EVERY county has suffered major job losses in the past 12 months, but few have been as badly hit per capita as Wexford where the number of unemployed people has risen by almost 50%.
According to the Central Statistics Office live register figures, there were 6,440 people signing onto the dole in Wexford in May 2007.
That figure has risen to 9,023 in the space of 12 months.
The pattern is repeated, albeit less starkly throughout the rest of the country.
In Cork city and county, the number signing on the register soared from 14,780 to 19,552. In the city alone, the increase was 2,217.
The number of people signing on the dole in Kerry reached 7,643, a rise of 1,691, while in Limerick, there was an increase of 2,668 to 9,911.
In Clare there were 5,036 people signing on the dole in May 2008. That compared to just 3,865 just a year earlier.
In Waterford, the rise was equally dramatic, increasing by 1,815 to 7,979.
Tipperary saw the number of people signing on increase from 5,098 to 6,812 in the space of 12 months.
As part of its survey, the Central Statistics Office also looked at how at the number of people signing onto the dole had increased in the month from April to May of this year.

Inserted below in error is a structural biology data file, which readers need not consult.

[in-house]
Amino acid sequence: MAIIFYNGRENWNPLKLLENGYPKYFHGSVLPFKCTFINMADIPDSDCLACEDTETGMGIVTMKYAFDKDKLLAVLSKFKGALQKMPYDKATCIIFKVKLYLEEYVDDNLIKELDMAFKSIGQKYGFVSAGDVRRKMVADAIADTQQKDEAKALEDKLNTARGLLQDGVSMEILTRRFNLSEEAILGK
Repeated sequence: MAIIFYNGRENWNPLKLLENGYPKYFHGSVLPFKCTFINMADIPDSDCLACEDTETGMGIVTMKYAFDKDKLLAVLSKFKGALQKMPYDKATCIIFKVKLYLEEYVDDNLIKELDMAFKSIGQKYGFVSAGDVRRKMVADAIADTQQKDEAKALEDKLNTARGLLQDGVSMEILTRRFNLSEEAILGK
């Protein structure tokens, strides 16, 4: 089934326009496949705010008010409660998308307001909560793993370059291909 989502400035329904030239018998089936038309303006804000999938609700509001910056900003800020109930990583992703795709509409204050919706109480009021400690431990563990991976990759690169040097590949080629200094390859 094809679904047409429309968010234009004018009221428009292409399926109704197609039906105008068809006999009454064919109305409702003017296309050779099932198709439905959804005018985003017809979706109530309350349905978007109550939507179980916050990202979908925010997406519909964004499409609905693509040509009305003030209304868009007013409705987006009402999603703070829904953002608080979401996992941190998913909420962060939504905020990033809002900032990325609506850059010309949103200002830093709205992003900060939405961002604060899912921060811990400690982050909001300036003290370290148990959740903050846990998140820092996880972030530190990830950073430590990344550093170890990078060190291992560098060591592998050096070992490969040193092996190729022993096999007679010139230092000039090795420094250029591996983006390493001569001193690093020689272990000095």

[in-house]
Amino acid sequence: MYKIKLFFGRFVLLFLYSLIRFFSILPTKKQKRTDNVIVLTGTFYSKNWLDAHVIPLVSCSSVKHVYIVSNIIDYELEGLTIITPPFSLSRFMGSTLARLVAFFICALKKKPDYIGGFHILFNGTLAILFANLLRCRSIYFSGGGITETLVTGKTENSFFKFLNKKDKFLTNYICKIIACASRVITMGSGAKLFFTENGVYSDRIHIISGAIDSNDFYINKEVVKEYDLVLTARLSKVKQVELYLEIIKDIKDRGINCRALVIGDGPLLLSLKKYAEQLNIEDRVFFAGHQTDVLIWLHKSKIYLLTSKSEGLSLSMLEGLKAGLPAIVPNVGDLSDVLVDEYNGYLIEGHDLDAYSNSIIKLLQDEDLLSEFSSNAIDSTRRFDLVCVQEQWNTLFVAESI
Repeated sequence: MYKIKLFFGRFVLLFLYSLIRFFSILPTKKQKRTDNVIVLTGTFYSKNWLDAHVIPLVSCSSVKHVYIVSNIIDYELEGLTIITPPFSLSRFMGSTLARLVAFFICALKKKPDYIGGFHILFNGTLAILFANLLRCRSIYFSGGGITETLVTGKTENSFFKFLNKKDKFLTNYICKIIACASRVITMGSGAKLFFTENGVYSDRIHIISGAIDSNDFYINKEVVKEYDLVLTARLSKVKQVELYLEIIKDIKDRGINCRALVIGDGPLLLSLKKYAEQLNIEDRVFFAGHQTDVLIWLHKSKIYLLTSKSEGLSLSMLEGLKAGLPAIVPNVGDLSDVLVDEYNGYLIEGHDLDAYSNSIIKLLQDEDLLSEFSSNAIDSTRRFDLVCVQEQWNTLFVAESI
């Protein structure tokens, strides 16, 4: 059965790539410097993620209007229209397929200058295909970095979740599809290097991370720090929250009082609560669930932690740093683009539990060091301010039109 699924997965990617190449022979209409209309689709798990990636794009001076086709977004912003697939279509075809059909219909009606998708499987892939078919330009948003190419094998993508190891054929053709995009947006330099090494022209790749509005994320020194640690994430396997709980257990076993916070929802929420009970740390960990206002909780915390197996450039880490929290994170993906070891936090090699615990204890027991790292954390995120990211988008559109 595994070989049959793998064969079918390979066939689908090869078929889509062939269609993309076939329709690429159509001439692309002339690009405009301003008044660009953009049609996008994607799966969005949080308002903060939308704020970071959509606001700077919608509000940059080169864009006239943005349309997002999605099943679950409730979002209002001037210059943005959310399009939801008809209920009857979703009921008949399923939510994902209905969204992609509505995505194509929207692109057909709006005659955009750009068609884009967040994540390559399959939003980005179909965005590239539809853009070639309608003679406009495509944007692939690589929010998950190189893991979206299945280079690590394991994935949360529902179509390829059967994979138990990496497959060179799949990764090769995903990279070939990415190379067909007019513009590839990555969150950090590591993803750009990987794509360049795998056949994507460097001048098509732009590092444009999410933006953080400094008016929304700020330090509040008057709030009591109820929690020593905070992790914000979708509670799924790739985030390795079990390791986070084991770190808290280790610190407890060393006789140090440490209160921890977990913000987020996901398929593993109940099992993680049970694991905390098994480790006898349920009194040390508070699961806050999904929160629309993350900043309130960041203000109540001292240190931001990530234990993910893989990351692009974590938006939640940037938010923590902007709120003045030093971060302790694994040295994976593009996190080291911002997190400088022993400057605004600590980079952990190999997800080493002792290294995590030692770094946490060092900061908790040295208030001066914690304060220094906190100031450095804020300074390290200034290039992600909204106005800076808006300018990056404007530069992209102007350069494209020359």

It found there was a monthly increase of 6,158, or 3.1% on the live register in May, which it said reflected increases in all regions of the country.
The largest percentage increase was in the mid-west region (+5.2%) while the smallest percentage increase was in the south-west region (+1.5%).
Other features in the month included:
* The number of males increased in all regions. The largest percentage increase was in the south-east region (+4.3%), while the smallest percentage increase was in the south-west region (+1.1%).
* The number of females also increased in all regions.
* The largest percentage increase was in the mid-west region (+7.8%) while the smallest was in the south-west region (+2.4%).
Amongst counties, the largest percentage increases were in Carlow (+7.9%) and Tipperary north (+7.0%). The largest percentage decreases were in Kerry (-2.4%) and Louth (-0.5%).
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